Pets are loving, loyal animal companions – and important family members. Losing a beloved pet is a painful and traumatic experience and it can be difficult to say a final goodbye. Planning a pet funeral is a respectful way of memorializing the special bond between humans and animals, as well as honoring your pet as a valued family member.
Losing a beloved pet is hard enough, but you also need to decide how to handle their remains. Because pets are members of the family, it makes sense to include everyone in the discussion and respect their opinions.
It helps to have a plan in place before your favorite animal companion passes on. While the thought of pre-planning a loved pet’s funeral isn’t pleasant, it’s better to make arrangements sooner rather than later. It provides family members the opportunity to discuss the best options for end-of-life care, and helps to avoid the pressure of making a rash decision during such a difficult time.
Burying a pet at home is an attractive option for many pet parents. It’s simple and cost-effective, and you can hold a personalized memorial service in the privacy of your own home.
Before you start to dig your beloved pet’s final resting place, however, be sure to check the local laws and ordinances in your area regarding home burials. Some locations prohibit it entirely, while others require specific permits that must be obtained in advance. Make sure that you understand all the legal restrictions in place.
If you are allowed to bury your pet on your own property, choose a burial spot that has special meaning to the family (but is located far enough from underground utility lines and cables). If your pet was euthanized, bury the body away from nearby water sources to prevent contamination issues.
The depth of the grave should be at least three feet (4-5 feet deep for larger pets) to prevent wildlife from digging up the remains. Place your pet in a blanket or in a wood/biodegradable box and carefully lower them into the ground. Cover up the grave with two or more feet of topsoil and pack it down as much as possible. Lay a decorative grave marker on top to formally recognize your pet’s final resting place.
If home burial isn’t allowed in your area, consider a pet cemetery. While it may be more expensive than pet burial at home, a pet cemetery takes care of all the legal necessities and acts as a permanent memorial home for your beloved animal companion. If you move away, you can always come back and visit your pet’s grave during special holidays and anniversaries.
Engaging the services of a pet funeral home simplifies the pet burial process as they take care of transporting the body, assist with the funeral or memorial service, and work with the pet cemetery to manage the burial itself.
If you don’t have an adequate place to bury your pet at home (or if home burial is prohibited in your area), pet cremation is an excellent option. The cremation process for animals and humans is more or less the same, although pet crematories offer both private and group (communal) cremation services.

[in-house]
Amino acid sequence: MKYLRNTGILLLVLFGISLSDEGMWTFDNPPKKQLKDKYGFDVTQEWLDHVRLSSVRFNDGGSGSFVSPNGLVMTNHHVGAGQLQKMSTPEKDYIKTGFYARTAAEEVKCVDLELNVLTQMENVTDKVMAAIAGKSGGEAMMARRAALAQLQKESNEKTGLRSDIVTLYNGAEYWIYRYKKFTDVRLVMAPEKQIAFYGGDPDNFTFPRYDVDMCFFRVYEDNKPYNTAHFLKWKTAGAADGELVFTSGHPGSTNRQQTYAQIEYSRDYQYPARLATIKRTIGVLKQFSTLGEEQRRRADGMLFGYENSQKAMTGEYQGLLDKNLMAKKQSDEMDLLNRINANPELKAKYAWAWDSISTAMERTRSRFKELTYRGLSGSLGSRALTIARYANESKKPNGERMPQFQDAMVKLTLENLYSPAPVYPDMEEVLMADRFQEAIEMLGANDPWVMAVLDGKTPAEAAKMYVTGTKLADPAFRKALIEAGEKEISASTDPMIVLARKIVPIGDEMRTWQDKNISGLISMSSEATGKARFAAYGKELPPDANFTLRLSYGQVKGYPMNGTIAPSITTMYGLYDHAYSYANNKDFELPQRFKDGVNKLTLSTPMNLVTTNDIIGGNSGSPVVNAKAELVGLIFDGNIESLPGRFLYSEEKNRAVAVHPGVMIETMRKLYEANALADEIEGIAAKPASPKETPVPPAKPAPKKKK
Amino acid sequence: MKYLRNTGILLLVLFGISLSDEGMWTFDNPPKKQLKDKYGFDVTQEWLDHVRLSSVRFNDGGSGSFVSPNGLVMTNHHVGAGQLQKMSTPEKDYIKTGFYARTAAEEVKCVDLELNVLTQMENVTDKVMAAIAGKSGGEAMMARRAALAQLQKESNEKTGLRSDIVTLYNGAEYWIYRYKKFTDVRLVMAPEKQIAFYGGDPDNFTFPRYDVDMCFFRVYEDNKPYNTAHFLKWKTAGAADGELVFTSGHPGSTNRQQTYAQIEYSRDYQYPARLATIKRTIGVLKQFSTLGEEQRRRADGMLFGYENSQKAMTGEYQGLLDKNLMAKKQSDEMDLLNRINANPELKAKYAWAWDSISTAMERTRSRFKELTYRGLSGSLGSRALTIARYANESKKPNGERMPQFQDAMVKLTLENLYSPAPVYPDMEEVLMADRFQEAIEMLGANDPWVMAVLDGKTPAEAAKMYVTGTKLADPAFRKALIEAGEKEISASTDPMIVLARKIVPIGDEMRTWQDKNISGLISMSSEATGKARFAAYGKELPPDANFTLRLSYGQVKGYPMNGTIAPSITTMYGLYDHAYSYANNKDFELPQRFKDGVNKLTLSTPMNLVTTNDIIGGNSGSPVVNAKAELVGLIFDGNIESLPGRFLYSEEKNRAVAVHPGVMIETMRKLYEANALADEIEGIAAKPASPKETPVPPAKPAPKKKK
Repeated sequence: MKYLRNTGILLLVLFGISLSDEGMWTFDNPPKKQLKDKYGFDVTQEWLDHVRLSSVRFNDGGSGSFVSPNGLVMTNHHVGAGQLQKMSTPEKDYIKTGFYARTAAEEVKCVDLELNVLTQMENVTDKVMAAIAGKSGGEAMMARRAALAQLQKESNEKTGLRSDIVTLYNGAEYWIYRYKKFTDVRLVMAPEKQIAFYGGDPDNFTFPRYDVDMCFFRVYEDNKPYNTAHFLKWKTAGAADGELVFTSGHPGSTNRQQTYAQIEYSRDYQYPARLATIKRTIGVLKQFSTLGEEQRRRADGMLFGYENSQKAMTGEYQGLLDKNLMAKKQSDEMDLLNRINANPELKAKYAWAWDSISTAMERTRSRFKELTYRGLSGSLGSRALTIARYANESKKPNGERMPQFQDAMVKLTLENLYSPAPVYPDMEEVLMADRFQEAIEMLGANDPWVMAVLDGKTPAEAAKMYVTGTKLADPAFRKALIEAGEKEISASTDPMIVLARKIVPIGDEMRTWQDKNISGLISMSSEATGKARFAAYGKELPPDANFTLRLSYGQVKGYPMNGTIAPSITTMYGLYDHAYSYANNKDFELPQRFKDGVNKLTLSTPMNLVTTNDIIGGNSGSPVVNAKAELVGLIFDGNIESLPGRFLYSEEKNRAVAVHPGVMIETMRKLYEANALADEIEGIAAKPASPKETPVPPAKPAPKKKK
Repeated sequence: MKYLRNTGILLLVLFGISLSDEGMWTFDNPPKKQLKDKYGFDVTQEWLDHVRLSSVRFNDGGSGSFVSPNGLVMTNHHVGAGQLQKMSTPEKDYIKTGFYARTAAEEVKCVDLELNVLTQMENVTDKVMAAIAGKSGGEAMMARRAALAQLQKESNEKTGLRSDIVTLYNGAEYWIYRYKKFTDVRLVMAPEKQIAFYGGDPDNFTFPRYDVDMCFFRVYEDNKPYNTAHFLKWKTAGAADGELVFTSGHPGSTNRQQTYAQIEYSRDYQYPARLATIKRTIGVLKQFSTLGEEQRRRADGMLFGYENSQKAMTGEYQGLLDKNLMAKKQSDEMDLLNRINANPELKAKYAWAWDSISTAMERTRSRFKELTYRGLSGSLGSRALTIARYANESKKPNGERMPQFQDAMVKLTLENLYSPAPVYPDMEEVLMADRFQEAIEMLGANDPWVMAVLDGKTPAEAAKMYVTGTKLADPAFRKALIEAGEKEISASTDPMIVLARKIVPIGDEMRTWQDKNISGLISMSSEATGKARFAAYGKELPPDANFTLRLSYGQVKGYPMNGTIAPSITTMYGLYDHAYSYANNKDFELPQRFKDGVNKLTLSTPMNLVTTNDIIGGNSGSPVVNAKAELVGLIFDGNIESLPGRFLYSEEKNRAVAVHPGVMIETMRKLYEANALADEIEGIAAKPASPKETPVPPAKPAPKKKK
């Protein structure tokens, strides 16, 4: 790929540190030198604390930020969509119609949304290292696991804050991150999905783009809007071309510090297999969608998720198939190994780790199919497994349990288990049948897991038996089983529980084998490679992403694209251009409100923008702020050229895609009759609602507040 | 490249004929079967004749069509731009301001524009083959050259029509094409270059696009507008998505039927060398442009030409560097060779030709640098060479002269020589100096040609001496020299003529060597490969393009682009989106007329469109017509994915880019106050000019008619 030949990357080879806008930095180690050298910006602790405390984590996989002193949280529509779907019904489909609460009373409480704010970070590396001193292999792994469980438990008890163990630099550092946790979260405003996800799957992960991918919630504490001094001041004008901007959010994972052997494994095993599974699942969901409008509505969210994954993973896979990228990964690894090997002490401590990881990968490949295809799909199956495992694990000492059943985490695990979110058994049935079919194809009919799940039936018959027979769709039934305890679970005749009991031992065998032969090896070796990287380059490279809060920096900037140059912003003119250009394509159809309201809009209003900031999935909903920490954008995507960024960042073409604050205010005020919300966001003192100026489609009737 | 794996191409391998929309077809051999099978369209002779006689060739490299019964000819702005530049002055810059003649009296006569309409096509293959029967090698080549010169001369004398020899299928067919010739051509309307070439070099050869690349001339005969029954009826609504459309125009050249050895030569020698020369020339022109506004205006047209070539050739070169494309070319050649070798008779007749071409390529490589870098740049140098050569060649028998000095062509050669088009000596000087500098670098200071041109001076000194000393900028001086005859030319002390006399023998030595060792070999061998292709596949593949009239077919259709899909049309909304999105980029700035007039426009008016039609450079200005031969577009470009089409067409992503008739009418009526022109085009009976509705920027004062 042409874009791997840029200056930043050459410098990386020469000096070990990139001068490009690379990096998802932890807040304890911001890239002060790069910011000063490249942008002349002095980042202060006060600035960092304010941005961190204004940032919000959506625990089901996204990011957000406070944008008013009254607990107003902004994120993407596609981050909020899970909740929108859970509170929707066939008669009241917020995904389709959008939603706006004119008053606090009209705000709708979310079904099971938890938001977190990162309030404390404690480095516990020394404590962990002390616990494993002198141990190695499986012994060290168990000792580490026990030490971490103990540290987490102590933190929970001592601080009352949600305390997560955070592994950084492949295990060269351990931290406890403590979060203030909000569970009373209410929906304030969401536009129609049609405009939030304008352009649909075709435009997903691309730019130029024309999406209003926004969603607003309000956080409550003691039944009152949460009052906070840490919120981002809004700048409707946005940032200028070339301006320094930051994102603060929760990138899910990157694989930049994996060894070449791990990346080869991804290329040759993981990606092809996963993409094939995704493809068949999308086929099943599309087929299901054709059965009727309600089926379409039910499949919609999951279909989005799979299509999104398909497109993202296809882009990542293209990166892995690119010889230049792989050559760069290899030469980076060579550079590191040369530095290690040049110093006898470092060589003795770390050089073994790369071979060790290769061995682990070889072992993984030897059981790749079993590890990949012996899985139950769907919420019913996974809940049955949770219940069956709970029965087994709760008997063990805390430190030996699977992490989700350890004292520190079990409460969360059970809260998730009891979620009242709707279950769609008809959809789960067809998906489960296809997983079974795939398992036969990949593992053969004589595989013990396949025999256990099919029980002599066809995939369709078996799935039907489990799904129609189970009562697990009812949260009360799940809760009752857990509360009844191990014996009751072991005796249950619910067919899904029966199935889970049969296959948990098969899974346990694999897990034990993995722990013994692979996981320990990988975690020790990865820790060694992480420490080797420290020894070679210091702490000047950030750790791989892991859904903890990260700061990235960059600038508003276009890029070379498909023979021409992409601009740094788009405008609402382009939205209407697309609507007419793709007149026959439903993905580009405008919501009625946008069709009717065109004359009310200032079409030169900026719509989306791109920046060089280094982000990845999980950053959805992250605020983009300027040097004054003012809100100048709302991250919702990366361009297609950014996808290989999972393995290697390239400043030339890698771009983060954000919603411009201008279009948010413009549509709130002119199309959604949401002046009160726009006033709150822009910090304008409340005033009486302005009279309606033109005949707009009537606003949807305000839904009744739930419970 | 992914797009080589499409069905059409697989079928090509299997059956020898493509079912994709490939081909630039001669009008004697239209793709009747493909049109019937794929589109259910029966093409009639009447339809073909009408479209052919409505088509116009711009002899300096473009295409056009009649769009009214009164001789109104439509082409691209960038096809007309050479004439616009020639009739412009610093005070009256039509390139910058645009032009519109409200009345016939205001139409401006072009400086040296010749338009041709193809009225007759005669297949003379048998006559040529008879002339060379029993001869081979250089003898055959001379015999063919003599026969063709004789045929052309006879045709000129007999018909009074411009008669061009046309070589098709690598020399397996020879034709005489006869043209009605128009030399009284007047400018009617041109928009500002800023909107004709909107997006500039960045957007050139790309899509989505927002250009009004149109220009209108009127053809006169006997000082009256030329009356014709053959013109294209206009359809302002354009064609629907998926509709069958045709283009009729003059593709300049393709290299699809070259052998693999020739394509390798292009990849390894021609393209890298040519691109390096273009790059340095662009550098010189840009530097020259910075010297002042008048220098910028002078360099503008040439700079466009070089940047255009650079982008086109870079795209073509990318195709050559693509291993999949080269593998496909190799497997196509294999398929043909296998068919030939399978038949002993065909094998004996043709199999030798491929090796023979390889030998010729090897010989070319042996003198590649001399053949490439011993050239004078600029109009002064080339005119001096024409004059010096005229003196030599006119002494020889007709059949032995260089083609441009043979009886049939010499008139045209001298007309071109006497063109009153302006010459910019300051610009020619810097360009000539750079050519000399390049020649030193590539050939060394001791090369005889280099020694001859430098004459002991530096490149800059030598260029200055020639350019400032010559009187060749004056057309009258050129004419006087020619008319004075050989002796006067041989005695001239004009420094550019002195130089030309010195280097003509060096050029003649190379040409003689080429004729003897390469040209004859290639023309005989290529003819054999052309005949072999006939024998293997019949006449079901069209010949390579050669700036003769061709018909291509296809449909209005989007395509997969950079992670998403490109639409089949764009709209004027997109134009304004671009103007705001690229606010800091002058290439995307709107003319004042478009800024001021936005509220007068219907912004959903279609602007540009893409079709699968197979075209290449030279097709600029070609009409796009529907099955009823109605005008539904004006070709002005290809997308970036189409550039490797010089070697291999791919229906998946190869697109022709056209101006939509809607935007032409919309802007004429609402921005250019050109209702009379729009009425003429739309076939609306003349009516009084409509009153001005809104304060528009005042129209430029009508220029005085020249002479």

If you prefer not to receive your pet’s cremated ashes, you can opt for group cremation – it costs less than a private cremation since two or more animals are cremated at the same time. You are still able to request your pet’s ashes, but you will also receive ashes from the other animals as there’s no easy way to separate the remains.
Most pet funeral homes offer private cremation packages, which include pickup from your home or veterinary facility, individual pet cremation, and the return of your pet’s cremated remains in a box or urn. The crematory may provide a basic container, or you can buy a cremation urn of your choosing.
Some pet parents prefer to keep their pet’s ashes close to them by storing the urn in the family home. You can create a memorial space for your beloved pet that is secure, protected, and always nearby. Pet cremation jewelry and keepsakes are also creative ways to store small amounts of your pet’s ashes.
Some pet parents choose to scatter the cremated ashes in a meaningful place or in a pet cemetery scatter garden. Remember that you must obtain permission before scattering ashes on private property or public land.
Another option is to simply bury the cremated remains at home in the yard. If you bury your pet’s ashes, first research your local area burial regulations, obtain a permit (if necessary), and avoid digging near underground utility lines or water tables.
An urn usually doesn’t require as much burial space as a body does, and if you choose an environmentally-friendly biodegradable urn, it will break down over time. If you prefer to bury only the cremated remains, mix them with an organic soil mixture to counter pH levels and spread the ashes around the grave to avoid concentration.
Many pet owners hold a funeral service to honor and remember their pets. A pet funeral provides an opportunity to say a final goodbye to a faithful friend and family member, and can help people cope with the grief and pain of losing a beloved pet.
You can also have a funeral or memorial service for your pet if you choose cremation, displaying the urn during the ceremony. A pet funeral ceremony can be small and intimate for close family only, or you can invite friends and other guests who knew and loved your furry friend. Other funeral elements can be featured as desired:
End the funeral service with a final prayer/tribute and allow guests to pay their last respects. Afterwards, people can gather together at a reception to offer their sympathy and support to the pet parents. If you need additional help planning a pet funeral, talk to your local pet funeral director, pet crematory, or cemetery professional.
Losing a beloved pet is a traumatic experience, so it’s important to learn how to cope with the intense emotions of a loss. We hope that our guide to understanding the five stages of grief helps you on your journey.Back to Knowledge Center